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Study: Black, Mexican American youth under 25 face highest death rates

by Brittany Wilson
Study: Black, Mexican American youth under 25 face highest death rates

According to  research comparing the death rates among all wealthy nations, Black and Mexican American youth were found to face the highest mortality rate of them all. The findings leave professionals looking for policy solutions to address the disparity.  

In 2019, the U.S. life expectancy at birth was 78.8 years. The National Vital Statistics found that 59,865 people under 25 years old died that year, including 20,921 infants under the age of one. While young Americans under the age of 25 face the highest death rates, Black and Mexican youth make up the majority of those rates, lowering life expectancy. 

The World Health Organization states that a person’s quality of life is highly dependent on the social determinants of health. These determinants of health reflect a culmination of where a person lives, learns, works, and plays. It also reflects how those areas affect the wellbeing of an individual and their community.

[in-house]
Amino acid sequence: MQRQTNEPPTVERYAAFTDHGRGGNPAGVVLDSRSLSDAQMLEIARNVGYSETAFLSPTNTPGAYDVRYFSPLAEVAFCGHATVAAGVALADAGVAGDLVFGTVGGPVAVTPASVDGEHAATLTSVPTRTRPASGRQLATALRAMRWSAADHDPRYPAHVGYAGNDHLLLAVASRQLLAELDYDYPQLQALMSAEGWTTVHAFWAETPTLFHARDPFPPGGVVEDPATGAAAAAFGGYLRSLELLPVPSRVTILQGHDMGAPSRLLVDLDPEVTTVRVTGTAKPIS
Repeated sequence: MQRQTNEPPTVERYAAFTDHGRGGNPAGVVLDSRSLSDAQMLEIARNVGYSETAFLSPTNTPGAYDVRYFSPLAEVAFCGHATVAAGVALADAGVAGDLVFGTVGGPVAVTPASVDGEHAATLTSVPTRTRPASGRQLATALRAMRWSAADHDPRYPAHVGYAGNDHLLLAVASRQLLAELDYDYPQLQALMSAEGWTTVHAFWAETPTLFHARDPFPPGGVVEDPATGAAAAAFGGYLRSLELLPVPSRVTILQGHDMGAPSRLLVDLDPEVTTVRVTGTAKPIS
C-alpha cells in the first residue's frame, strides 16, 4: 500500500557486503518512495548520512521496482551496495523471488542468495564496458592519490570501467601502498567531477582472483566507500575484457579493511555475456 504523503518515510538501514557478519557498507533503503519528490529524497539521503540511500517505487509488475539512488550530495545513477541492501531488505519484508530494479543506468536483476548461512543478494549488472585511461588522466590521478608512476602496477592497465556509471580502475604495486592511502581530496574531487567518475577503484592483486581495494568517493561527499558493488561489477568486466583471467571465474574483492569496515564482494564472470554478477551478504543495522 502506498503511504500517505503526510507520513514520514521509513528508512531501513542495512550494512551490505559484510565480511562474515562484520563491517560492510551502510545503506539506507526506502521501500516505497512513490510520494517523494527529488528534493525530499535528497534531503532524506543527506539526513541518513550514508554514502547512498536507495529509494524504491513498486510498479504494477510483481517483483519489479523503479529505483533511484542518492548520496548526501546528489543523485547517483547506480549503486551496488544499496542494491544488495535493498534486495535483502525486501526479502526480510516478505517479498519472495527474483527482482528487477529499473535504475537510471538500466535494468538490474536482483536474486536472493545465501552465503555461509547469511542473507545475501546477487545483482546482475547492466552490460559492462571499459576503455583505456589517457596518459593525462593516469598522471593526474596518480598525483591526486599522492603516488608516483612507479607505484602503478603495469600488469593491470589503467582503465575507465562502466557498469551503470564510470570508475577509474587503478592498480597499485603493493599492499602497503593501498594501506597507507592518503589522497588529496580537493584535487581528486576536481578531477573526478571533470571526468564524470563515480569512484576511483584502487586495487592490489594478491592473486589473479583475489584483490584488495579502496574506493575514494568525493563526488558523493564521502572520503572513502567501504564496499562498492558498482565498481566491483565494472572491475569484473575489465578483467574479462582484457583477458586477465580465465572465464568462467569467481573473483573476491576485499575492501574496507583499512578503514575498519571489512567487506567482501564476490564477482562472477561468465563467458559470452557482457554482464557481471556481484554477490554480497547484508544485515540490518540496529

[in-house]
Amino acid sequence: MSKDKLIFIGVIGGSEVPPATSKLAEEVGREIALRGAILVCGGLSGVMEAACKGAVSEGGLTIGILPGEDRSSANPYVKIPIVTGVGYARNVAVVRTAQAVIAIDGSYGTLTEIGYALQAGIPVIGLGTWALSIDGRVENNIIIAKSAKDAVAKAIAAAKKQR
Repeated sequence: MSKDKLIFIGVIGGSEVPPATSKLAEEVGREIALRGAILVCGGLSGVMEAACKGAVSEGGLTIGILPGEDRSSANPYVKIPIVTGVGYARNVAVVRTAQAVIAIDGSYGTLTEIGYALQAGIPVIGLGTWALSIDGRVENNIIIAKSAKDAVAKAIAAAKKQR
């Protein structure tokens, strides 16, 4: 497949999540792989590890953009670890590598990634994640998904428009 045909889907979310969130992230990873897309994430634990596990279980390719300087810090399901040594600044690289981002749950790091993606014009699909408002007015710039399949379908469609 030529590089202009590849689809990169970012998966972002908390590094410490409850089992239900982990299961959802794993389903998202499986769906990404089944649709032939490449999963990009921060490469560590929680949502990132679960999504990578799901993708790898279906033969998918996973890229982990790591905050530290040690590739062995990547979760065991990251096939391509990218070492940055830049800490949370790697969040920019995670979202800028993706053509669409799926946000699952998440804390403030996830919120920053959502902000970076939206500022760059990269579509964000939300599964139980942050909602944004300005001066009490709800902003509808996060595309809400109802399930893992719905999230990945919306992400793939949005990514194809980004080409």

Inequalities in socioeconomic resources help explain the racial/ethnic disparities in early life mortality.  Not surprisingly, poverty rates and structural racism also contribute to Black and Mexican American youth facing higher death rates than their White peers. 

Suicide and Homicide

While the Black infant mortality rate continue to rise, suicides and homicides make up a combined 40% of deaths among people ages 15 to 19, more than any other age group.  From 2013 to 2019, the suicide rate of Black boys and men 15 to 24 years old rose by 47 percent, and by 59 percent for Black girls and women of the same age.  

The study also found that early life is often characterized by experimentation, inexperience, and a sense of invincibility. which can result in unintentional injuries including drug and alcohol overdoses, motor vehicle accidents, recreational, and gun-related injuries.

Residents of U.S. southern states under age 25 tend to have higher rates of early life mortality than residents of states in other regions.

“The patterns and trends we document suggest that U.S. society could do much more to reduce deaths in early life, especially because so many of these deaths are due to injuries—homicides, suicides, and unintentional injuries—that can be prevented. We find that such high early life death rates are strongly related to social and economic inequality that will persist without intervention.”

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